10. guestguest on 8/13/2013 1:10:32 PM

    gibson: You are right about the old 8-ball bar rule of spotting balls in the kitchen if those were the only legal object balls on the table for a shooter BIH in the kitchen.

    This is a straight pool 14.1 rule. It was in common use back in the days when straight pool was the most popular game. But now if you asked someone at the local bar to explain straight pool they'd look at your with a blank stare.

    When straight pool went out of vogue, the spotting balls from the kitchen rule fell by the wayside in 8-ball as well.

    If there was some movement to get that spotting rule back into 8-ball I'd support it wholeheartedly. Problem is, many bar players in the modern era wouldn't like that rule either.

    I've played before by what I think is a happy medium between BCA ball-in-hand rules and typical bar rules that move scratches to the kitchen.

    • If the cue goes in a pocket, the shooter goes to the kitchen and must shoot forward, but if all legal object balls are in the kitchen, the legal object ball closest to the headstring will be spotted on the foot spot.
    • Table fouls such as wrong ball first or missing everything gives the incoming player the choice to play balls in position, or go to the kitchen with the same spotting rules as above.

    I've found that bar players are a little more receptive to that set of rules than just BIH for everything, but you still can't really screw someone by fouling on purpose.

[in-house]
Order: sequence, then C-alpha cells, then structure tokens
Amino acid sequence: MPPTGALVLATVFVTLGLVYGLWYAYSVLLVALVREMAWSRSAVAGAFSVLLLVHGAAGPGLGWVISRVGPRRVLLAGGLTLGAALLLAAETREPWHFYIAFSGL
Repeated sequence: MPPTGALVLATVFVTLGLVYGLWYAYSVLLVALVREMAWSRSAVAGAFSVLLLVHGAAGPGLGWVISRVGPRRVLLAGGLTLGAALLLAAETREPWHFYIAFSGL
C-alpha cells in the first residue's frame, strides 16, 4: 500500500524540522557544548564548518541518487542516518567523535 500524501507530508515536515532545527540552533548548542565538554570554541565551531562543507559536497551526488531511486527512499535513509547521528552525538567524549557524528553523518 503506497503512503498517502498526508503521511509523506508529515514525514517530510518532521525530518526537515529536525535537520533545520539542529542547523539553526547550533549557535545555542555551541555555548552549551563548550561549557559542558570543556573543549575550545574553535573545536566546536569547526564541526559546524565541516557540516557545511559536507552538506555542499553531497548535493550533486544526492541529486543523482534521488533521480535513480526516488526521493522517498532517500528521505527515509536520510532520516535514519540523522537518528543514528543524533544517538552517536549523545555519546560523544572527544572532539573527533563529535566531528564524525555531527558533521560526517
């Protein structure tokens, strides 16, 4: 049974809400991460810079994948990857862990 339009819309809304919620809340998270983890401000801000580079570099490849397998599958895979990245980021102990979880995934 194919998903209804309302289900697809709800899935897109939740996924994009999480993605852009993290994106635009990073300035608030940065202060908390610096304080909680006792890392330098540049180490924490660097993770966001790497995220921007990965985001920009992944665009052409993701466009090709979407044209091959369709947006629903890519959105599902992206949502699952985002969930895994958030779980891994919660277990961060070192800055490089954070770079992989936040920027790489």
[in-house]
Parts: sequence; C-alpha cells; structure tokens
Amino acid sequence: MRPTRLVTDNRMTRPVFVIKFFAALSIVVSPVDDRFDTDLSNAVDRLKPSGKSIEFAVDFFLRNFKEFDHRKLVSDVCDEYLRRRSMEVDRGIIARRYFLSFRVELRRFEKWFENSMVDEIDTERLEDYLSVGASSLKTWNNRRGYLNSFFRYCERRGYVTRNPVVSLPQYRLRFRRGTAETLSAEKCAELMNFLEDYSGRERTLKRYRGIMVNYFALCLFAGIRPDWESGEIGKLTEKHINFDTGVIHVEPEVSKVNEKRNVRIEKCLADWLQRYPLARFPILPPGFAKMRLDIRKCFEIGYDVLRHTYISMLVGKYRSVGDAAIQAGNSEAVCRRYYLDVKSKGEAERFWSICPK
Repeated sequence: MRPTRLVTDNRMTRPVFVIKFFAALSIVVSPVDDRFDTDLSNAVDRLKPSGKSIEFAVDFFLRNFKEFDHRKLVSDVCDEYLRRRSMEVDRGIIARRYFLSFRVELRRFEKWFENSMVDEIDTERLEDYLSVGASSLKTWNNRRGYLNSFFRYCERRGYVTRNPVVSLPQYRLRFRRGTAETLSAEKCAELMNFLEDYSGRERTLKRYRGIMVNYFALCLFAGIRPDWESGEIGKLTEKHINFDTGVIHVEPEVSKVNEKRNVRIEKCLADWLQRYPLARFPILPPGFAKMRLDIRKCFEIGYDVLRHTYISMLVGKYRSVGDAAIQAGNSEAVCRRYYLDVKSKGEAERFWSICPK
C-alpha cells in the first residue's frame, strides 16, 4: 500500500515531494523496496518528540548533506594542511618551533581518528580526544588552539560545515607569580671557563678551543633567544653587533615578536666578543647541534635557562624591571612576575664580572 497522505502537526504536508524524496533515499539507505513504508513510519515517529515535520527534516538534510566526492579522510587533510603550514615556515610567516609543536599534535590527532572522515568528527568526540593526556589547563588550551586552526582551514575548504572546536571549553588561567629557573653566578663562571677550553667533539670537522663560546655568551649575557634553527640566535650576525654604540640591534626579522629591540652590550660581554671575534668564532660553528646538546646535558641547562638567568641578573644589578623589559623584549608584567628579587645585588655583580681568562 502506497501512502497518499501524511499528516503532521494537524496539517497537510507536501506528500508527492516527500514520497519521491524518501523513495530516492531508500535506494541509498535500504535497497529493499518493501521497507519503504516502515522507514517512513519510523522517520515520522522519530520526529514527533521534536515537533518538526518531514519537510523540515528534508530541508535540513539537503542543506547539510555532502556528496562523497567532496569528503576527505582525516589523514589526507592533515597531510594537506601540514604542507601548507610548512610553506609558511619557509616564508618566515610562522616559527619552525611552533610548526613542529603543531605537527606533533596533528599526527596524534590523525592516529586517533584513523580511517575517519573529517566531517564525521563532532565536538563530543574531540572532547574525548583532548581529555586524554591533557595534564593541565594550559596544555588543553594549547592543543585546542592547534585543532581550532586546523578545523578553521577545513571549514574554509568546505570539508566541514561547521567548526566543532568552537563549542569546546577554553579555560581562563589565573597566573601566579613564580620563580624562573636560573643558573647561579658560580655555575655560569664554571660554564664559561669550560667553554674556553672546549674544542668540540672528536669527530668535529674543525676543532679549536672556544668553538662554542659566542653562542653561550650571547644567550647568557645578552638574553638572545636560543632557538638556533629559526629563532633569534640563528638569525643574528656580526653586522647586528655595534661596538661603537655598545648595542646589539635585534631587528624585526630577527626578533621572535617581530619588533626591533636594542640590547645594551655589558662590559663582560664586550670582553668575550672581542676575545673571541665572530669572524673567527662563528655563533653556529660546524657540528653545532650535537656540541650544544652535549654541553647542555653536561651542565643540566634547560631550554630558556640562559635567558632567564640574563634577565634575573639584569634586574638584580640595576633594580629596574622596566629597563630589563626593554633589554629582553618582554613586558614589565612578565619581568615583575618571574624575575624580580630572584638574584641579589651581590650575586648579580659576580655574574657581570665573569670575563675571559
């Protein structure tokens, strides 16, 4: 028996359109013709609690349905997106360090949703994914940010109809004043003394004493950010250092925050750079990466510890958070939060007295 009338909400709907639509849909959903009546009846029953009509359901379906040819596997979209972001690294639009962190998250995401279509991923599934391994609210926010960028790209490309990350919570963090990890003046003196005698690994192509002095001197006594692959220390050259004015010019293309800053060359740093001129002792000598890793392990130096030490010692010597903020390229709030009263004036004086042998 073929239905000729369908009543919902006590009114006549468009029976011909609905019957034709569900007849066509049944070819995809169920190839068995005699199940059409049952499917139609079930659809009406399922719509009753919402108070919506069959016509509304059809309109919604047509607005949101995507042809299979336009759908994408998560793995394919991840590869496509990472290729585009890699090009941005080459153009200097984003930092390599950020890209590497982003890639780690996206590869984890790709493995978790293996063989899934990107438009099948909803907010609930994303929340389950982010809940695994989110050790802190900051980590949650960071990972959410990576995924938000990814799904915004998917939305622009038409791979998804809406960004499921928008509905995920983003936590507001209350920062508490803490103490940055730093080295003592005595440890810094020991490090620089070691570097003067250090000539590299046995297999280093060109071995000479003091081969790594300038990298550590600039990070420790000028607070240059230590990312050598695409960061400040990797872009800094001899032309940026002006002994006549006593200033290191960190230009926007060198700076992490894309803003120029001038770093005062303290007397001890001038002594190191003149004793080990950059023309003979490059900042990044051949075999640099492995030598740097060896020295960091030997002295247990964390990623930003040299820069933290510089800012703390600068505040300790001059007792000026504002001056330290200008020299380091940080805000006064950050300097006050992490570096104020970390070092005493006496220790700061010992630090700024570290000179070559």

11. guestFenwick on 8/13/2013 4:50:46 PM

    You know your pool. I would guess you are also open minded unlike some others.

  12. guestMitch Alsup on 8/14/2013 8:45:49 PM

    The BIKitchen rules are completely unfair. Say an opponent has his only balls in the kitchen and you have a tough shot. Just shoot to scratch and snooker your opponent on a foul. This is the major reason for BIHA.

    On the other hand BIHA seems unfair when you attempt a tough shot and miss the OB by less than a millimeter. I am not suggesting I know what a reasonable rule to this foul happens to be, and I do understand that one would need a qualified referee to stand and observe such a shot to insure full compliance to the rule set.

  13. guestZeke on 8/15/2013 6:50:25 AM

    Mitch, I think you reflect solid logic on why BIHA vs. BIH-kitchen only is complicated, but doesn't address the nefarious reason the rule was changed.

    It's about money and greed at the expense of the better players. I'm not talking about the shot 'n a beer joints with 6' tables that have more house rules than a potato has eyes and play is governed by whomever has 4-quarters lined up on a nearby table for "next turn buy-ins"

    I'm referring to league play which is usually pretty consistent with established national rules and players who prioritize playing pool - over getting a bag on.

    Those are the players that have been hurt by the BIHA rules change.

    But because the coin-op pool table leasing and sales companies are in bed with bar owners with the revenue increases that the the "new rules" generates, are "organized" and can by dominating the industry, promulgate such rules, which ultimately, overwhelm the individual players that are then forced to abide by these money making schemes - or have no place to play - is evident.

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Ball In Hand Rule

  • Title: Ball In Hand Rule
  • Author:
  • Published: 5/16/2013 3:41:12 PM
  • Last Updated: 1/20/2017 11:29:30 AM
  • Last Updated By: billiardsforum (Billiards Forum)